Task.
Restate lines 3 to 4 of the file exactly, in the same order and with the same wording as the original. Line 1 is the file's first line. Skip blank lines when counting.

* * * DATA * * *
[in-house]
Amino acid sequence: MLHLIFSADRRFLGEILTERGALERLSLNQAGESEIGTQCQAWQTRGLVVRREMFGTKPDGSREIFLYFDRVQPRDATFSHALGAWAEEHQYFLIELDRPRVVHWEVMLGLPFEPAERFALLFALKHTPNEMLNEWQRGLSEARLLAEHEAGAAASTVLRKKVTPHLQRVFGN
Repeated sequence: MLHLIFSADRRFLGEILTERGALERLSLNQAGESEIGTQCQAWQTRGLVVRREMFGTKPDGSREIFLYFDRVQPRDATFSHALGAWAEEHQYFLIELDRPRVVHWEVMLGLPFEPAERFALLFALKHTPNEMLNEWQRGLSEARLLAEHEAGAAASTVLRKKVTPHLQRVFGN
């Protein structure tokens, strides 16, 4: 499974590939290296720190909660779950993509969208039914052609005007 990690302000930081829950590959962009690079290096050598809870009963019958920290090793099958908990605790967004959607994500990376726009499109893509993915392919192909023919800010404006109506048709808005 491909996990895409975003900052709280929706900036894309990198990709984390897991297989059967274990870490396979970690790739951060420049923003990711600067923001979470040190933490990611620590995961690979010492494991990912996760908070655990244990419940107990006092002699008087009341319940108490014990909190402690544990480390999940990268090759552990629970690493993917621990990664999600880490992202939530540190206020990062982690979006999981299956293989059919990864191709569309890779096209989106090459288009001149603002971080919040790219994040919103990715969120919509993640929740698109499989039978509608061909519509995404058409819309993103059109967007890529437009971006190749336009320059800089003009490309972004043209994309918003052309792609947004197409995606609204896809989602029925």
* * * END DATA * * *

Repeated sequence: MLHLIFSADRRFLGEILTERGALERLSLNQAGESEIGTQCQAWQTRGLVVRREMFGTKPDGSREIFLYFDRVQPRDATFSHALGAWAEEHQYFLIELDRPRVVHWEVMLGLPFEPAERFALLFALKHTPNEMLNEWQRGLSEARLLAEHEAGAAASTVLRKKVTPHLQRVFGN
């Protein structure tokens, strides 16, 4: 499974590939290296720190909660779950993509969208039914052609005007 990690302000930081829950590959962009690079290096050598809870009963019958920290090793099958908990605790967004959607994500990376726009499109893509993915392919192909023919800010404006109506048709808005 491909996990895409975003900052709280929706900036894309990198990709984390897991297989059967274990870490396979970690790739951060420049923003990711600067923001979470040190933490990611620590995961690979010492494991990912996760908070655990244990419940107990006092002699008087009341319940108490014990909190402690544990480390999940990268090759552990629970690493993917621990990664999600880490992202939530540190206020990062982690979006999981299956293989059919990864191709569309890779096209989106090459288009001149603002971080919040790219994040919103990715969120919509993640929740698109499989039978509608061909519509995404058409819309993103059109967007890529437009971006190749336009320059800089003009490309972004043209994309918003052309792609947004197409995606609204896809989602029925």